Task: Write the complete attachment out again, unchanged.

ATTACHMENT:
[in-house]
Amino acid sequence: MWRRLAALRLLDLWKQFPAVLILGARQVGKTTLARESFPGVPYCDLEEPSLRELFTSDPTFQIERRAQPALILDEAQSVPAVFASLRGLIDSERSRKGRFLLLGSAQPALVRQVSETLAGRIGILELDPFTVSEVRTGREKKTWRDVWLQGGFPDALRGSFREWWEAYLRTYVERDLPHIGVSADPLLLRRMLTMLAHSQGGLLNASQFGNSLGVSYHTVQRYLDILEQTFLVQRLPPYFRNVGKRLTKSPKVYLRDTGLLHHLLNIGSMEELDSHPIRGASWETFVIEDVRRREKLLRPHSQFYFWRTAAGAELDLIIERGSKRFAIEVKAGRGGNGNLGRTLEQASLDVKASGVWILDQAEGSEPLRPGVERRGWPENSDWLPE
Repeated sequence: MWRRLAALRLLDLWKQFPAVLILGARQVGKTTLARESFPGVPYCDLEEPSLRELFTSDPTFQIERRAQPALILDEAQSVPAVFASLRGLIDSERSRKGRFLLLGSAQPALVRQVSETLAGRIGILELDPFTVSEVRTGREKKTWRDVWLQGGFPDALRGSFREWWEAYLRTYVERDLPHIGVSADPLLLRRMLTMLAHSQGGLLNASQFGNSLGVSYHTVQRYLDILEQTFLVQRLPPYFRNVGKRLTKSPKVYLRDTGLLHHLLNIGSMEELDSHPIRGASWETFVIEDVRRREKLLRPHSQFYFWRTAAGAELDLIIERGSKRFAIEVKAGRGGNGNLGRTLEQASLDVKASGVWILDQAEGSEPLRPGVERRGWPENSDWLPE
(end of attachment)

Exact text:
[in-house]
Amino acid sequence: MWRRLAALRLLDLWKQFPAVLILGARQVGKTTLARESFPGVPYCDLEEPSLRELFTSDPTFQIERRAQPALILDEAQSVPAVFASLRGLIDSERSRKGRFLLLGSAQPALVRQVSETLAGRIGILELDPFTVSEVRTGREKKTWRDVWLQGGFPDALRGSFREWWEAYLRTYVERDLPHIGVSADPLLLRRMLTMLAHSQGGLLNASQFGNSLGVSYHTVQRYLDILEQTFLVQRLPPYFRNVGKRLTKSPKVYLRDTGLLHHLLNIGSMEELDSHPIRGASWETFVIEDVRRREKLLRPHSQFYFWRTAAGAELDLIIERGSKRFAIEVKAGRGGNGNLGRTLEQASLDVKASGVWILDQAEGSEPLRPGVERRGWPENSDWLPE
Repeated sequence: MWRRLAALRLLDLWKQFPAVLILGARQVGKTTLARESFPGVPYCDLEEPSLRELFTSDPTFQIERRAQPALILDEAQSVPAVFASLRGLIDSERSRKGRFLLLGSAQPALVRQVSETLAGRIGILELDPFTVSEVRTGREKKTWRDVWLQGGFPDALRGSFREWWEAYLRTYVERDLPHIGVSADPLLLRRMLTMLAHSQGGLLNASQFGNSLGVSYHTVQRYLDILEQTFLVQRLPPYFRNVGKRLTKSPKVYLRDTGLLHHLLNIGSMEELDSHPIRGASWETFVIEDVRRREKLLRPHSQFYFWRTAAGAELDLIIERGSKRFAIEVKAGRGGNGNLGRTLEQASLDVKASGVWILDQAEGSEPLRPGVERRGWPENSDWLPE